Putting gay marriage in perspective

So the New York State government rejects same-sex marriage by eight votes, thus each and every gay New Yorker is disappointed. That’s the story, right? We’re all flailing in the streets being fabulously despondent?

Not so fast.

What about those of us for whom passage of the Domestic Relations Law would have been bittersweet? What about gays like me who do not wholeheartedly support gay marriage?

It’s not that I don’t support equal rights for all citizens regardless of sexual orientation. I do—but equal rights does not have to mean marriage. For most of us, this is not something we have questioned, but it’s true. Marriage is not the only way to recognize a relationship between non-related adults, regardless of sexual orientation.

"Marriage as a family form is not more important or valuable than other forms of family, so the law should not give it more value," said American University law professor Nancy Polikoff in her 2008 book "Beyond (Straight and Gay) Marriage."

And Polikoff is right, there are other options. For instance, there are civil unions, domestic partnerships, common-law marriages or good old-fashioned, honest-to-goodness cohabitation, just to name the popular ones.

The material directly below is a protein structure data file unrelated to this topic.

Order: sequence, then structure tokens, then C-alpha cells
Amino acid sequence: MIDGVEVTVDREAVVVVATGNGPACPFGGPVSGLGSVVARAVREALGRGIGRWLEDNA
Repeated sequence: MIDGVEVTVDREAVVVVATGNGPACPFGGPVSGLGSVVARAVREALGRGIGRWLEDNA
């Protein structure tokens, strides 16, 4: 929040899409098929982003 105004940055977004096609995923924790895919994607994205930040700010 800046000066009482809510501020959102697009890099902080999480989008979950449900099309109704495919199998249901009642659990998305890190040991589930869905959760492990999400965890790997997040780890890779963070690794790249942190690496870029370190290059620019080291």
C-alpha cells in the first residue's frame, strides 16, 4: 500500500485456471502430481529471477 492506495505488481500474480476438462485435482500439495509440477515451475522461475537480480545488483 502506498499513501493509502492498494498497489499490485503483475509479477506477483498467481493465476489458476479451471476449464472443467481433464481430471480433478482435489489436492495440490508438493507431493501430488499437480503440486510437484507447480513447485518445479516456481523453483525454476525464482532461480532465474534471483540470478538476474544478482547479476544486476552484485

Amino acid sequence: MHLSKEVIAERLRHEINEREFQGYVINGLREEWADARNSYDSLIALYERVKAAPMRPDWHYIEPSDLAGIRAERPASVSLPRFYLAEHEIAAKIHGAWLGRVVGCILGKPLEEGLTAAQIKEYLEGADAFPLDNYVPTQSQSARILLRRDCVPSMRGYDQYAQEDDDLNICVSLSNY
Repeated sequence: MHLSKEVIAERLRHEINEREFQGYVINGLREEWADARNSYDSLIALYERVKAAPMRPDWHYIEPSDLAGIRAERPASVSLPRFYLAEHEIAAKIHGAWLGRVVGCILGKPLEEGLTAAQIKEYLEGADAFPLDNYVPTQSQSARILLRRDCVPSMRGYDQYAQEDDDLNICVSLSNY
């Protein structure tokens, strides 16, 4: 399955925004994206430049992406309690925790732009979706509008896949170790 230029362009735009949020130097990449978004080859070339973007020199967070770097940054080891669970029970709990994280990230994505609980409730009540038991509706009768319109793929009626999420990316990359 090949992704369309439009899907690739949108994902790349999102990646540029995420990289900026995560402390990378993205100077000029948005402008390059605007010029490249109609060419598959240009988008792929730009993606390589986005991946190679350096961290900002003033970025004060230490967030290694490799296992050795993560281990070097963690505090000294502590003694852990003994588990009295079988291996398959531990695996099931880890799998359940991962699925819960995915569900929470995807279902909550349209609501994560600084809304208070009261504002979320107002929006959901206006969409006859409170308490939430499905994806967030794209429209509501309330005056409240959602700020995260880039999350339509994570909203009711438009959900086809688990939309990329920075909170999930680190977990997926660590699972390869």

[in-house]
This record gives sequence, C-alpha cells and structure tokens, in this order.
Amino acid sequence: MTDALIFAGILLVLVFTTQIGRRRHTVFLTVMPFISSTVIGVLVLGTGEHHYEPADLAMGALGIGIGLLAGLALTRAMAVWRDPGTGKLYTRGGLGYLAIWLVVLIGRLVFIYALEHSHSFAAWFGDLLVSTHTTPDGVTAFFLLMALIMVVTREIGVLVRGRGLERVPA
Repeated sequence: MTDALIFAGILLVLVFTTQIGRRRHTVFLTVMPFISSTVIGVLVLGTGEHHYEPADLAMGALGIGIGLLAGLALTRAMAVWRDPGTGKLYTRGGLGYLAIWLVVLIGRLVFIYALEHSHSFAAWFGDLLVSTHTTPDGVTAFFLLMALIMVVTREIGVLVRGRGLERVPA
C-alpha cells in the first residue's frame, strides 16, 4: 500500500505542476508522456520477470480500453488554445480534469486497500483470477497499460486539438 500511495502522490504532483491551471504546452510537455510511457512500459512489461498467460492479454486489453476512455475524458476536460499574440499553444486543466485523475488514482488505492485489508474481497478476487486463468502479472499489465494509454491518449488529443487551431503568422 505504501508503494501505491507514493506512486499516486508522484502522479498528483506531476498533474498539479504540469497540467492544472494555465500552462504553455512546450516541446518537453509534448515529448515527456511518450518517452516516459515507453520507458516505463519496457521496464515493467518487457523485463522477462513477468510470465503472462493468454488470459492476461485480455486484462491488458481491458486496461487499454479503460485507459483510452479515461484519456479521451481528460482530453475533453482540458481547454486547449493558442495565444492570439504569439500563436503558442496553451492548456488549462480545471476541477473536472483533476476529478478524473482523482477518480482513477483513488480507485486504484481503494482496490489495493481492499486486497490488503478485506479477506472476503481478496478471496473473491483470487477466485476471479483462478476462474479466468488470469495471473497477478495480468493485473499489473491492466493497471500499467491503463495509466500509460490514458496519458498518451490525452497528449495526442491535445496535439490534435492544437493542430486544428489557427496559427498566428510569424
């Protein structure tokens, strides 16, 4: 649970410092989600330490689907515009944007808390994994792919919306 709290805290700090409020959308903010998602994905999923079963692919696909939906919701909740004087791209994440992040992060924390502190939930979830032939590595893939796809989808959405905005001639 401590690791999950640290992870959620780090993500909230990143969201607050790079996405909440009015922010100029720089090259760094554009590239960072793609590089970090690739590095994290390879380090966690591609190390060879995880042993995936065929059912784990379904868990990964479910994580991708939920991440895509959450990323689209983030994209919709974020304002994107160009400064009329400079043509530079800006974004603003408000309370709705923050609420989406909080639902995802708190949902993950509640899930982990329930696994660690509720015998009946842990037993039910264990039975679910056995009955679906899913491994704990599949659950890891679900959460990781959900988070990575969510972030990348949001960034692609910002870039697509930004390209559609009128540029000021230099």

And let’s not forget that marriage has become a form of social control. Journalist Judith Levine writes that marriage "is intrinsically conservative. It does not just normalize, it requires normality as the ticket in."

What Levine has hit on is that marriage is society’s way of making you who they want you to be, using the soft control, offering you the carrot of rights if you’ll just come quietly and do it their way. The question we should really be asking is not if gays should be getting married, but why we allow the government to designate who gets what rights based on what criterion.

So why do we accept the marriage straightjacket?

Marriage advocates argue that marriage is right because it’s been around since before ancient Sumeria. But we have traded up on plenty of institutions since then. When is the last time you bundled up the kids and took them down to the ziggurat to read the latest cuneiform?

That’s not to say marriage should be done away with, but it should be just one of many options for people of diverse sexual orientations. This is an argument for choice. Let the people decide how they want to arrange themselves. No one honestly believes that individuals derive their rights from the government (and not the other way around)—but that’s essentially what we buy into with state-sanctioned marriage.

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